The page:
Clinton Rejected Secure Gov’t Cellphone After Denied a President-level Blackberry

US Secretary of State Hillary Rodham Clinton (C) writes on her cell phone with Roberta S. Jacobson (L), US Assistant Secretary of State for Western Hemisphere Affairs, and US Ambassador to Brazil Thomas Shannon (R) in Brasilia, Brazil, before heading to Brussels on Tuesday April 17, 2012.

Secretary of State Hillary Clinton rejected a hacker-protected cellphone developed by General Dynamics once the National Security Agency declined to give her the same “special secure” BlackBerry that President Barack Obama carried.

The latest batch of State Department documents recently obtained by Judicial Watch in a Freedom of Information Act (FOIA) lawsuit regarding Hillary Clinton’s use of a private email server while serving as Secretary of State revealed that she repeatedly sought to obtain an uncrackable “Blackberry-like communications” device to be used by her and her staff in their Sensitive Compartmented Information Facility offices. But the Secretary of State was rebuffed by the National Security Agency due to security and cost concerns.

The FOIA-obtained documents detail that Donald R. Reid as the State Department’s Senior Coordinator for Security Infrastructure at the Bureau of Diplomatic Security knew the Blackberry (BB) that President Obama carried wasn’t designed to be secure enough to send classified email — only to protect its microphone from being remotely hijacked by cyber-spies, according to Wired magazine.

But Reid persisted in a February 18, 2009 email to the NSA, because Secretary Clinton:

does not use a personal computer so our view of someone wedded to their email (why doesn’t she use her desktop when in SCIF?) doesn’t fit this scenario … during the campaign she was urged to keep in contact with thousands via a BB … once she got the hang of it she was hooked … now everyday [sic], she feels hamstrung because she has to lock her BB up … she does go out several times a day to an office they have crafted for her outside the SCIF and plays email catch up … Cheryl Mills and others who are dedicated BB addicts are frustrated because they too are not near their desktop very often during the working day.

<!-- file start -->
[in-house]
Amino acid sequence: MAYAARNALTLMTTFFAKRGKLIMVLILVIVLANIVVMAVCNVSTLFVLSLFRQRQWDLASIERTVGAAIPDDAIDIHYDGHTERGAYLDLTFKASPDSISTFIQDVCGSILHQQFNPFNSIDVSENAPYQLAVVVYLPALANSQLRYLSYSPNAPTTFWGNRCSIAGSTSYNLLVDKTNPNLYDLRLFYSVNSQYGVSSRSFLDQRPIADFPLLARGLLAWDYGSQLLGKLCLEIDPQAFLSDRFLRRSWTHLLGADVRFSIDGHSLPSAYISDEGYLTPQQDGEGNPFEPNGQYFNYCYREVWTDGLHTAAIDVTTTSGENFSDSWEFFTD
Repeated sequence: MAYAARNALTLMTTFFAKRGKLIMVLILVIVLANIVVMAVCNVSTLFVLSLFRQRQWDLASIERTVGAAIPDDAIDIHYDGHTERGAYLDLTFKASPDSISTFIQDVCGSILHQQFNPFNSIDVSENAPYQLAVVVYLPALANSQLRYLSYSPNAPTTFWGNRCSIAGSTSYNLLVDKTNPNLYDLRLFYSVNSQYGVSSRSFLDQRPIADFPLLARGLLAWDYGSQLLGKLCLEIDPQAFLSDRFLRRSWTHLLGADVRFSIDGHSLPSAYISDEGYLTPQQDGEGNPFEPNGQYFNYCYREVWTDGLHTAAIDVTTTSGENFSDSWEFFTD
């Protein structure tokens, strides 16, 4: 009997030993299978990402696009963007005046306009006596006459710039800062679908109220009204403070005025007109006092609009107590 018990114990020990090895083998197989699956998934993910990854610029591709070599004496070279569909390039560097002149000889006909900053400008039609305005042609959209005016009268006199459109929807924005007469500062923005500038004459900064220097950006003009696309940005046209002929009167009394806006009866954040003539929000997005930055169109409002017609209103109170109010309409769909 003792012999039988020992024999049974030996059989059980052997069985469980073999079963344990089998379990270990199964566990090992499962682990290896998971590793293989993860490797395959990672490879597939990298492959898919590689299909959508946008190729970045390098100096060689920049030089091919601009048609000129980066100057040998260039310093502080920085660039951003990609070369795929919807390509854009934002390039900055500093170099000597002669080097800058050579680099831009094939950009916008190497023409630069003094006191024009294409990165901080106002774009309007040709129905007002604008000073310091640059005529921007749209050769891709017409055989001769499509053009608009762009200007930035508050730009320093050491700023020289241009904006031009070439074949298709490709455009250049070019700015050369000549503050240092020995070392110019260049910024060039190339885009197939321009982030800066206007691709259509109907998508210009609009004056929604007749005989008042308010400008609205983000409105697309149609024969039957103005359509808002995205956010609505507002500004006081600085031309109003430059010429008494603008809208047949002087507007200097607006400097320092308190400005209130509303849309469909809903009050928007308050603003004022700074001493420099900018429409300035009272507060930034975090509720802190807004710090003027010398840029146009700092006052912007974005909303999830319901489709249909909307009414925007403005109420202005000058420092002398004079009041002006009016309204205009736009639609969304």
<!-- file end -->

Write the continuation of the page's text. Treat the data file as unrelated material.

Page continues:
The Secretary of State and her staff had developed a “personal comfort” using Blackberry technology during Clinton’s failed 2008 presidential campaign, and were angry because Blackberry security waivers were issued to Secretary of State Condoleezza Rice and her staff. But the NSA stated that “use expanded to an unmanageable number of users from a security perspective, so those waivers were phased out and Blackberry use was not allowed in her suite.”

For more special secure mobile hardware, the NSA suggested Secretary Clinton use a “Sectéra Edge” phone developed by General Dynamics under the direction of the NSA as part of the Secure Mobile Environment Portable Electronic Device (SME PED) program. The Sectéra Edge cost $4,750 per unit and ran a special hardened version of Windows CE software that supported the necessary protocols to access classified information on top secret government networks and place encrypted calls to other similarly trusted devices, according to by Ziff Davis Media’s Extreme Tech.

But the Sectéra Edge also needed to be connected to a Apriva email server specifically configured for mobile devices. It was “estimated that setting up a single user on the Sectéra Edge would cost the government about $30,000,” according to ARS Technica.

The Defense Mobile Classified Capability-Secret (DMCC-S) launched in 2015 replaced the SME PED. Rather than designing DMCC-S smartphones from the ground up, the Defense Department now uses commercially available smartphones with Bluetooth disabled. Secretary of State John Kerry received one of the first DMCC-S phones, a Samsung Galaxy S4.


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